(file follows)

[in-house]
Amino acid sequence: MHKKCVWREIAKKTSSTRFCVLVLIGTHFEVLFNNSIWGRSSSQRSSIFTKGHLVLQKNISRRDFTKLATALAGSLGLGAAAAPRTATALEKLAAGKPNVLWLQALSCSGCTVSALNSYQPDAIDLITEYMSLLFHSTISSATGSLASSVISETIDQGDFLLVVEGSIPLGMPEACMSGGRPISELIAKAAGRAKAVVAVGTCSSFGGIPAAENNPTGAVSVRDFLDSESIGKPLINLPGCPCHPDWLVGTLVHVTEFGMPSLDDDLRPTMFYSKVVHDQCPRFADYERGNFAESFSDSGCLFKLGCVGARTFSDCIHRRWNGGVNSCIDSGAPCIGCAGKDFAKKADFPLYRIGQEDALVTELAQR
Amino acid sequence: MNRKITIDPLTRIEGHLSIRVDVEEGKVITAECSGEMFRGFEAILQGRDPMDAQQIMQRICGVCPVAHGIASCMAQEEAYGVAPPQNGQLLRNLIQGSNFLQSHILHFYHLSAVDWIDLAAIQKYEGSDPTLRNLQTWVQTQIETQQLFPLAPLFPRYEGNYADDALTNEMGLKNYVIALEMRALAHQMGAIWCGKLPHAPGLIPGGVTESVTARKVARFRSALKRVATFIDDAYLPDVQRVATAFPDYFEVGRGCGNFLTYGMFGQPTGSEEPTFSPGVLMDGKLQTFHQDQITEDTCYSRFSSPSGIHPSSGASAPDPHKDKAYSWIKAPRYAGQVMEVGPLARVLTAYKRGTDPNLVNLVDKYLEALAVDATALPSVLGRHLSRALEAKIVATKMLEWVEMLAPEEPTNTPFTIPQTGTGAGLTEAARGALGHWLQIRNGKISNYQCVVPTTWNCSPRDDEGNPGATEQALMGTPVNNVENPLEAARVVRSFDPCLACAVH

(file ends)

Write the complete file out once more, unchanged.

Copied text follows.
[in-house]
Amino acid sequence: MHKKCVWREIAKKTSSTRFCVLVLIGTHFEVLFNNSIWGRSSSQRSSIFTKGHLVLQKNISRRDFTKLATALAGSLGLGAAAAPRTATALEKLAAGKPNVLWLQALSCSGCTVSALNSYQPDAIDLITEYMSLLFHSTISSATGSLASSVISETIDQGDFLLVVEGSIPLGMPEACMSGGRPISELIAKAAGRAKAVVAVGTCSSFGGIPAAENNPTGAVSVRDFLDSESIGKPLINLPGCPCHPDWLVGTLVHVTEFGMPSLDDDLRPTMFYSKVVHDQCPRFADYERGNFAESFSDSGCLFKLGCVGARTFSDCIHRRWNGGVNSCIDSGAPCIGCAGKDFAKKADFPLYRIGQEDALVTELAQR
Amino acid sequence: MNRKITIDPLTRIEGHLSIRVDVEEGKVITAECSGEMFRGFEAILQGRDPMDAQQIMQRICGVCPVAHGIASCMAQEEAYGVAPPQNGQLLRNLIQGSNFLQSHILHFYHLSAVDWIDLAAIQKYEGSDPTLRNLQTWVQTQIETQQLFPLAPLFPRYEGNYADDALTNEMGLKNYVIALEMRALAHQMGAIWCGKLPHAPGLIPGGVTESVTARKVARFRSALKRVATFIDDAYLPDVQRVATAFPDYFEVGRGCGNFLTYGMFGQPTGSEEPTFSPGVLMDGKLQTFHQDQITEDTCYSRFSSPSGIHPSSGASAPDPHKDKAYSWIKAPRYAGQVMEVGPLARVLTAYKRGTDPNLVNLVDKYLEALAVDATALPSVLGRHLSRALEAKIVATKMLEWVEMLAPEEPTNTPFTIPQTGTGAGLTEAARGALGHWLQIRNGKISNYQCVVPTTWNCSPRDDEGNPGATEQALMGTPVNNVENPLEAARVVRSFDPCLACAVH